Amtrak is getting ready to cut back on its services due in part to the enforcement of its vaccine mandate early next year.

Amtrak’s vaccine mandate is scheduled to be implemented January 4, and a spokesman for the company reportedly said that its rule will stay even if the federal vaccine mandate attempted by the Biden Administration is still barred by the courts. 

Amtrak President Stephen Gardner discussed the upcoming setbacks in written testimony for a hearing before the House Committee on Transportation & Infrastructure Subcommittee on Railroads, Pipelines, and Hazardous Materials on Thursday. 

Gardner noted that 94% of the workers are fully vaccinated, and 96% have gotten at least one dose, but added that those “numbers do not include employees who are on leave of absence or have an approved accommodation.”

“As part of addressing the challenges presented by COVID-19, Amtrak must comply with the federal mandate effective January 4, 2022 that employees of government contractors be fully vaccinated,” he noted.

Gardner added that “because many engineers, conductors and on-board service employees retired or left Amtrak during the pandemic, and we temporarily halted hiring due to funding uncertainty and covid-related distancing requirements that inhibited training, we anticipate that we will not initially have enough employees to operate all the trains we are currently operating when the federal mandate takes effect. … This will likely necessitate temporary frequency reductions, primarily for our long-distance services.”

He also explained how this fallout will mostly be experienced “across our long-distance services because of the relatively small crew bases at intermediate points. … At some of these crew bases across our network, we have a relatively high percentage of unvaccinated employees.”

Gardner added that if those workers do not get vaccinated by the scheduled date, the company will not have enough workers who are able to perform the necessary functions. 

White House Press Secretary Jen Psaki also commented on the company’s discussion.

“We don’t expect these requirements will cause disruptions to services that people depend on,” Psaki told reporters. “There is some time to implement it. We are of course working with all federal contractors and federal employees and parts of the federal government to implement this going forward.”

As reported by The Wall Street Journal, “Amtrak has 15 long-distance routes, which carried 14% of Amtrak’s passengers during its 2019 fiscal year, according to the company.”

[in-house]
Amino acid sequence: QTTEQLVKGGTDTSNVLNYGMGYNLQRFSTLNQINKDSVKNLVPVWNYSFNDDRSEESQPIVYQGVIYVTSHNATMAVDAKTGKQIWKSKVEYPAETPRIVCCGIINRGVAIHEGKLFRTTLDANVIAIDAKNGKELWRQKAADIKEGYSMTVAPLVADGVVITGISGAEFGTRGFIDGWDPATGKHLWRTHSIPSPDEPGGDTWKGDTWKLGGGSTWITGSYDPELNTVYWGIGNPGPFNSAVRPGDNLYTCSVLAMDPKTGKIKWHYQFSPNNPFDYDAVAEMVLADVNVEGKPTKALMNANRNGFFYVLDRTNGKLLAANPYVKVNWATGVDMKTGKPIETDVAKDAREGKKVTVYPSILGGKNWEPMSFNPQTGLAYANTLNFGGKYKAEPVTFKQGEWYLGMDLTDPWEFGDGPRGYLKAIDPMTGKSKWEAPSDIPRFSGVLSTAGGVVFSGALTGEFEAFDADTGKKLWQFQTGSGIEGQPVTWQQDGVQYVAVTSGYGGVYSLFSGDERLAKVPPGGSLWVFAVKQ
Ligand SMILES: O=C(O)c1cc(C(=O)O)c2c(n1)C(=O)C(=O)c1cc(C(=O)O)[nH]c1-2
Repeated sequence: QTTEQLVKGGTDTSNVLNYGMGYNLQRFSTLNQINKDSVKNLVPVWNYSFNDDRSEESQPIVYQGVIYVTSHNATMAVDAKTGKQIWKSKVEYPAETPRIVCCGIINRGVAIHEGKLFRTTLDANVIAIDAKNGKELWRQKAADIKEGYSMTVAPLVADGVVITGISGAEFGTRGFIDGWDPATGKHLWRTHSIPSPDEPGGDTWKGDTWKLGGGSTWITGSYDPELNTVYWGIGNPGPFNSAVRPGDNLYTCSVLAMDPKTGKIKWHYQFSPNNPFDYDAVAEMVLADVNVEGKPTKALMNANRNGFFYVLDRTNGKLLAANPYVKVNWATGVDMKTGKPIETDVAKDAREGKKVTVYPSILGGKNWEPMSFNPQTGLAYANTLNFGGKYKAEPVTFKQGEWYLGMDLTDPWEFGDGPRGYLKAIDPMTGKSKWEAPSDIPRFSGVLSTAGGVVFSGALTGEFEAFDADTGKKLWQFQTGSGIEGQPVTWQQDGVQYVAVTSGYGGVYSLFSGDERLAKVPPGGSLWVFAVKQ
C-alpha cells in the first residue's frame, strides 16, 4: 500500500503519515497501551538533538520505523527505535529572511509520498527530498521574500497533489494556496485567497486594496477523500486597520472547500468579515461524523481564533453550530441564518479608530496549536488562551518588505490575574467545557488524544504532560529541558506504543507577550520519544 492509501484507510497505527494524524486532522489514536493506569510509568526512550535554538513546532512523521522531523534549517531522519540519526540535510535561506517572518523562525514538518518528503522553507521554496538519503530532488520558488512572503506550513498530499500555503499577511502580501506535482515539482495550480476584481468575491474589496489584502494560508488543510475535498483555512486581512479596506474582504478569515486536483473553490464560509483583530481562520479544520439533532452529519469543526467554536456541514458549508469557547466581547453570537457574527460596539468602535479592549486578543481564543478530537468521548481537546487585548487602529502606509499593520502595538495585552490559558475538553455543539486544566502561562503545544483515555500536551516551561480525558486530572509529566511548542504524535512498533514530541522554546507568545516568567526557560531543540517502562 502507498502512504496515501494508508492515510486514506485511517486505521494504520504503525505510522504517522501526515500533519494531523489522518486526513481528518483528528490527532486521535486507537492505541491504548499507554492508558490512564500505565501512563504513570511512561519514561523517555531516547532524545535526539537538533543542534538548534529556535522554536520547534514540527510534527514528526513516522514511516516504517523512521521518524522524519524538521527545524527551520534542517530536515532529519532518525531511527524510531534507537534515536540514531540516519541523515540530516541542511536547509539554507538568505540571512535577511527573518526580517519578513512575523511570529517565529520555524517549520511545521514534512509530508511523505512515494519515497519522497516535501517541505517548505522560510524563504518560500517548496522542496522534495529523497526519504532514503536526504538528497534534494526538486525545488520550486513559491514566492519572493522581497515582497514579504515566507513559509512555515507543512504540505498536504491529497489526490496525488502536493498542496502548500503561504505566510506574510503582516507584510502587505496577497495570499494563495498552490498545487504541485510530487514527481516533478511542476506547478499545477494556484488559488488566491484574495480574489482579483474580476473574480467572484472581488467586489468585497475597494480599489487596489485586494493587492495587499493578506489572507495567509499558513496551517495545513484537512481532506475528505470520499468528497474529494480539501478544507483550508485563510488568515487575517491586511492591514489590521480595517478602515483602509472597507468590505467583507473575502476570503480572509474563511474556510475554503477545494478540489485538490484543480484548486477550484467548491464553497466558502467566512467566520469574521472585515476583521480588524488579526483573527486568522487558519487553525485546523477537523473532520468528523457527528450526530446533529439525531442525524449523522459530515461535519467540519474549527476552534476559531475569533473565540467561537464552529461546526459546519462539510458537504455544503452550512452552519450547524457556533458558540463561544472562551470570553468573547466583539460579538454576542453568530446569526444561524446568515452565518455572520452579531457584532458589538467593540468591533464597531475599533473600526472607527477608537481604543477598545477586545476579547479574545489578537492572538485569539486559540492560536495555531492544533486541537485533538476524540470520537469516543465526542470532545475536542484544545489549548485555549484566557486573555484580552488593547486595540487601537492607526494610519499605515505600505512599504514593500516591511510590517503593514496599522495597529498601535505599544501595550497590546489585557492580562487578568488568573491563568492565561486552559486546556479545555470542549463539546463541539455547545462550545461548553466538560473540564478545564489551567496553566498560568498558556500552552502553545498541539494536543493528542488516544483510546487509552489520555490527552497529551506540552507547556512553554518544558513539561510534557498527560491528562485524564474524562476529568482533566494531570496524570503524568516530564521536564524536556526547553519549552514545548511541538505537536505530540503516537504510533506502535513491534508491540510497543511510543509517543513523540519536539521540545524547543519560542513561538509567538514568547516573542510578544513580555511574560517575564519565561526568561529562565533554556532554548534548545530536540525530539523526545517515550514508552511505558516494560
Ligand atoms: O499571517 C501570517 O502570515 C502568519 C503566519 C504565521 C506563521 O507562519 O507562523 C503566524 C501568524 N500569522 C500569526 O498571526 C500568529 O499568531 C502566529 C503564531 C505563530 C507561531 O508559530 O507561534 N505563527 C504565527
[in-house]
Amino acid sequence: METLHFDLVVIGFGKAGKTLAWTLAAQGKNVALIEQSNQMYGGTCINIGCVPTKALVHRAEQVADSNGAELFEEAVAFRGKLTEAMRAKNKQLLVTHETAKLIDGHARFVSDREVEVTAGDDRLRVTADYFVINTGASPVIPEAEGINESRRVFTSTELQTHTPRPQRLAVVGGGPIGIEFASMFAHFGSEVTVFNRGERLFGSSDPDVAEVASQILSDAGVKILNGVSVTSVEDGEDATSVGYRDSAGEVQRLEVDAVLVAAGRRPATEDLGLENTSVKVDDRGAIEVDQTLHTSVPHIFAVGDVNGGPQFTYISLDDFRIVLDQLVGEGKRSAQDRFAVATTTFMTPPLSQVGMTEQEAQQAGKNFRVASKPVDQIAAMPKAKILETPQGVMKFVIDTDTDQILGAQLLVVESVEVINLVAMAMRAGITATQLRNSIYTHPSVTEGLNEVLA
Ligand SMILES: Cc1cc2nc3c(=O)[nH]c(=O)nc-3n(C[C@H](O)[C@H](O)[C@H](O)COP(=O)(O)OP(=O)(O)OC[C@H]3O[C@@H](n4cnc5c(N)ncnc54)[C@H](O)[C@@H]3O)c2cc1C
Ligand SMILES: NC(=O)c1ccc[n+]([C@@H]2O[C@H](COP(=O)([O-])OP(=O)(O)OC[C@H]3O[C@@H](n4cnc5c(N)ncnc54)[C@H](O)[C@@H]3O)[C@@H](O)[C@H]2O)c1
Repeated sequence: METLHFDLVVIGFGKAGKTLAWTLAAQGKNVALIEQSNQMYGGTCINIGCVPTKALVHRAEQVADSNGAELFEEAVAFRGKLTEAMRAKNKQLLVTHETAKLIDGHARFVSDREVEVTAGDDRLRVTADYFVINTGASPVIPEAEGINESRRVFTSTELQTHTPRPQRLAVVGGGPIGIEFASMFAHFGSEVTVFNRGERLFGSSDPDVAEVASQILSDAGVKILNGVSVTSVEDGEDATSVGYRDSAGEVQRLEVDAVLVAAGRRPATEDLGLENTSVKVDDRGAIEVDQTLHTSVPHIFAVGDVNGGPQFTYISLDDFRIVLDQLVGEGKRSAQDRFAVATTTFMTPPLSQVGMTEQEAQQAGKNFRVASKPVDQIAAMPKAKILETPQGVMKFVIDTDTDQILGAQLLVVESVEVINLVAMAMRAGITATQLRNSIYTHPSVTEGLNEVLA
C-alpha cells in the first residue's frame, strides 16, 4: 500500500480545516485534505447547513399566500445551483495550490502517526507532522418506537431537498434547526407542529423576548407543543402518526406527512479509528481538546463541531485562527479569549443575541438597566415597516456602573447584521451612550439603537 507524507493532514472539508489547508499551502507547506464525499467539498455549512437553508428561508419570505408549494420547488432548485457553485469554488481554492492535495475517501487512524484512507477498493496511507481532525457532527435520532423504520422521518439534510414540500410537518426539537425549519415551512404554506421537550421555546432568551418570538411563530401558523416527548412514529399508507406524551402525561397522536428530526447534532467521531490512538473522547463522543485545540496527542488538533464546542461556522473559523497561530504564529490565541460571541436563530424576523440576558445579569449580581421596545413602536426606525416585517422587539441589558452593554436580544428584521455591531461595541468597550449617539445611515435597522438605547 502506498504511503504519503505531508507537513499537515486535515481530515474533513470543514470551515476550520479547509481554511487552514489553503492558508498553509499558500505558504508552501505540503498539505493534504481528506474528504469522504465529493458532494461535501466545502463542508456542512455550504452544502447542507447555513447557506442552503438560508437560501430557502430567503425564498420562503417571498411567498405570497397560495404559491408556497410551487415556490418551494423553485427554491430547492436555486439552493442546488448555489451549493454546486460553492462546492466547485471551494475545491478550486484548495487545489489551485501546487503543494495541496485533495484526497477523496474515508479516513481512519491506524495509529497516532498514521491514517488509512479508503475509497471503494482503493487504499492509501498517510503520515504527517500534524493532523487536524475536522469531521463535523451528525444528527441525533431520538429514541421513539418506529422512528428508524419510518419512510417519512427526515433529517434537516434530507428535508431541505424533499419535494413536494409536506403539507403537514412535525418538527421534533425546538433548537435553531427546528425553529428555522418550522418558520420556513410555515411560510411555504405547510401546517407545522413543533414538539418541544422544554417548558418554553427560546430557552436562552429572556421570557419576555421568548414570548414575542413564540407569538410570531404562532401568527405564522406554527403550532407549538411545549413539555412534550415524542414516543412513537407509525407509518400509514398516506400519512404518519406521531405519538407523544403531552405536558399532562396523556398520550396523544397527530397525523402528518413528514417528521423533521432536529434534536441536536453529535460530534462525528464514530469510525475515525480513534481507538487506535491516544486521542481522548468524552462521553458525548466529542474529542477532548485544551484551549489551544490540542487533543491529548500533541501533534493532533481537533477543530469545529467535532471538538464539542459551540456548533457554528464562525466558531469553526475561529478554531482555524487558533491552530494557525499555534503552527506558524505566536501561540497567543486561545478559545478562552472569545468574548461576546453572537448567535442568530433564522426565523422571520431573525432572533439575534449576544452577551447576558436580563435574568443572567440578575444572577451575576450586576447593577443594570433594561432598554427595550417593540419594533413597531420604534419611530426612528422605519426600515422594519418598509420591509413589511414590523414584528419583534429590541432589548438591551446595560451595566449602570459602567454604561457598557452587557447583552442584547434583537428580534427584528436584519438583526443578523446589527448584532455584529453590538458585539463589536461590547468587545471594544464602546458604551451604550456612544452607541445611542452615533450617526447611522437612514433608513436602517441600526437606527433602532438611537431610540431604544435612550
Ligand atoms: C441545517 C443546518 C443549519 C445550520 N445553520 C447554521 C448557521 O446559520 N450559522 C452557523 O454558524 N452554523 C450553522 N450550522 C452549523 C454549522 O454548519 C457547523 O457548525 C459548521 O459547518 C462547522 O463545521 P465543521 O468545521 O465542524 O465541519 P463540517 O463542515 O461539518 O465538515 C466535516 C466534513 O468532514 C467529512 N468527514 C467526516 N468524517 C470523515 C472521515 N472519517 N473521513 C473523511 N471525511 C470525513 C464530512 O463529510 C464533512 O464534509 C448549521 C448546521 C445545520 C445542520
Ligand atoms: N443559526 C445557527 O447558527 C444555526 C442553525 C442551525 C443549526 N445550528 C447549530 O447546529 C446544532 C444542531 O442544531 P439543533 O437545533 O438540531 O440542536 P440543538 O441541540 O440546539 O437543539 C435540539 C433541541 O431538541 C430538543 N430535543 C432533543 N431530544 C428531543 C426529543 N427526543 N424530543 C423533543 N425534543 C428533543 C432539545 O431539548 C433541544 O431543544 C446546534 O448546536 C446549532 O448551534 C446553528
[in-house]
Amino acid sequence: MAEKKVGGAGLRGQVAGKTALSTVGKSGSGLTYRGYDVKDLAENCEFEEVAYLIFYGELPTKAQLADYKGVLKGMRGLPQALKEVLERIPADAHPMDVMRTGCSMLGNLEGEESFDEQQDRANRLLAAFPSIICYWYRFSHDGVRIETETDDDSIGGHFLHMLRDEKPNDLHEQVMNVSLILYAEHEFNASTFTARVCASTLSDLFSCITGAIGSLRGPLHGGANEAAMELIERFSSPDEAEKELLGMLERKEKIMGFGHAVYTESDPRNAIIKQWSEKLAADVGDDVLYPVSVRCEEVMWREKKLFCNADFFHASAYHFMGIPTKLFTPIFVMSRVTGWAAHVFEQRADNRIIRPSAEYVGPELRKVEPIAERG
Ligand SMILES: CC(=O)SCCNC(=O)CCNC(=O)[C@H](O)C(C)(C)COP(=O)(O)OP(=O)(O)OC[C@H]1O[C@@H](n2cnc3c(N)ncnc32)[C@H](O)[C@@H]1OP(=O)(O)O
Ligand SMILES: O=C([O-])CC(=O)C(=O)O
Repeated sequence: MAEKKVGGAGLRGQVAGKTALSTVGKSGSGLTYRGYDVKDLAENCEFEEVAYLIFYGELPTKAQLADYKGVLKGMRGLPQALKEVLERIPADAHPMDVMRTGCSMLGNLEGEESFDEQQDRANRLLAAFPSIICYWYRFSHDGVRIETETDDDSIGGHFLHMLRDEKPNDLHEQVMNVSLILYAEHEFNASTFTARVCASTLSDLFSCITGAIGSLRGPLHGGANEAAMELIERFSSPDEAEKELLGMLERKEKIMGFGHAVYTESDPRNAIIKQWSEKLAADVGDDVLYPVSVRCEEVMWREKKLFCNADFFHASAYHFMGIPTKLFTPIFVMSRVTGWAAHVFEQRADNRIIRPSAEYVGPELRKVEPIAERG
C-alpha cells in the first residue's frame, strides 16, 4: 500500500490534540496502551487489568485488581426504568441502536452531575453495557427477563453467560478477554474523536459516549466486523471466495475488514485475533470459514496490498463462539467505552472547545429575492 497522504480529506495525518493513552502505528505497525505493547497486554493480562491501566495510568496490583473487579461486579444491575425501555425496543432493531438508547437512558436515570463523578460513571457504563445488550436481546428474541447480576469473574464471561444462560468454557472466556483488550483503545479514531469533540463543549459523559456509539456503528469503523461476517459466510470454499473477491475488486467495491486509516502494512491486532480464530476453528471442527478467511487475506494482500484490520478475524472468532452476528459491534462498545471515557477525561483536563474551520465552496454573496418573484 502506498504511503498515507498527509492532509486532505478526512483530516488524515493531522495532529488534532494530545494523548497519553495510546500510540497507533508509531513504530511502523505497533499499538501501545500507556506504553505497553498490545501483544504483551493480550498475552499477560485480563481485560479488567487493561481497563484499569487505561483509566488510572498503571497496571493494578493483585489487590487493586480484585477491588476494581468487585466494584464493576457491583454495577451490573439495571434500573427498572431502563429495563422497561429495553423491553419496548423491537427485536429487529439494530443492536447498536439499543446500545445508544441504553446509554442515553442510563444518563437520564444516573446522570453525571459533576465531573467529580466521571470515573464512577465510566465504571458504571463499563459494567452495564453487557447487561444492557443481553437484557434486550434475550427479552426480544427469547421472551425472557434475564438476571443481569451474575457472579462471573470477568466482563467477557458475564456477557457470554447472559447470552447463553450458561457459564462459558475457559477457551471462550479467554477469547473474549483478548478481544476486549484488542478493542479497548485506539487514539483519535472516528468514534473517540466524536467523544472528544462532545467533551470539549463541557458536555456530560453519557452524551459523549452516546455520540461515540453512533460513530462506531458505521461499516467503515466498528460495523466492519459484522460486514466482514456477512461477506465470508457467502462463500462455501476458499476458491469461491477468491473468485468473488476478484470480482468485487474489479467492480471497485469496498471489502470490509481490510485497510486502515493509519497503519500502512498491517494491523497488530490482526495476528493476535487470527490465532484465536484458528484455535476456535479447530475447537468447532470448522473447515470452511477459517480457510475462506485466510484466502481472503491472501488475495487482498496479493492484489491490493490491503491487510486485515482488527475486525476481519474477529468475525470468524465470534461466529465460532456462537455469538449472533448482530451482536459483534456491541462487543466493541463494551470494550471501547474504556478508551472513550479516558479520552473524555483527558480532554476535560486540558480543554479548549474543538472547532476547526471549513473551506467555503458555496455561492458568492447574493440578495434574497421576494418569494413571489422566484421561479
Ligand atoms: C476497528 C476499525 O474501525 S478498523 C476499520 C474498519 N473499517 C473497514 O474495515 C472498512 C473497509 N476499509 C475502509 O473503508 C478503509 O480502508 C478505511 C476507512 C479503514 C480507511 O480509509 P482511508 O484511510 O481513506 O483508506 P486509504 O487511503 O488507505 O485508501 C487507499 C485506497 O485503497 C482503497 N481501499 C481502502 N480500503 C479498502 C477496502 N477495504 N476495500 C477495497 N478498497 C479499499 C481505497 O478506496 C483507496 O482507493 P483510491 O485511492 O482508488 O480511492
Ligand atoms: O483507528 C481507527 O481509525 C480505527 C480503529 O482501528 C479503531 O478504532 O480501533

The Journal added, “Amtrak’s ridership was 12.2 million in its 2021 fiscal year, compared with 32.5 million in fiscal year 2019, an Amtrak spokesman said. For the 2020 fiscal year, ending Sept. 30, Amtrak carried 16.8 million passengers. … Amtrak currently has nearly 18,000 employees, a spokesman said. It had 18,600 employees at the end of 2019 fiscal year, according to its 2019 fiscal-year company profile.”

report by the Office of the Inspector General from the National Railroad Passenger Corporation also noted another potential issue – the “Human Resources department does not have sufficient leadership or staff to effectively recruit, screen, hire, and onboard new employees, which will likely hinder the company’s plans to add 2,500 to 3,500 new employees in FY 2022.”

Earlier this week, a federal judge in Georgia blocked the Biden administration’s vaccine mandate for federal contractors. 

The Daily Wire reported: 

According to Bloomberg, the judge halted the mandate nationwide, which was originally mandated by President Joe Biden in September. The decision follows a preliminary injunction issued by a federal judge in Kentucky, who was presiding over a case involving Kentucky, Ohio, and Tennessee.

The mandate would have taken effect on January 4th, and would have affected about 25% of the U.S. workforce, including employees of companies like Lockheed Martin, Microsoft, Google, and General Motors, Bloomberg reported.

The mandate was opposed by a number of states almost immediately after it was signed, including Arizona, Florida, Texas, Oklahoma, and Georgia.

The Biden administration’s mandate for private companies with more than 100 employees has also been suspended. The Fifth Circuit Court of Appeals ruled an injunction against the mandate. The Sixth Circuit Court of Appeals is currently considering a lawsuit brought by the Daily Wire and numerous other companies challenging the mandate.

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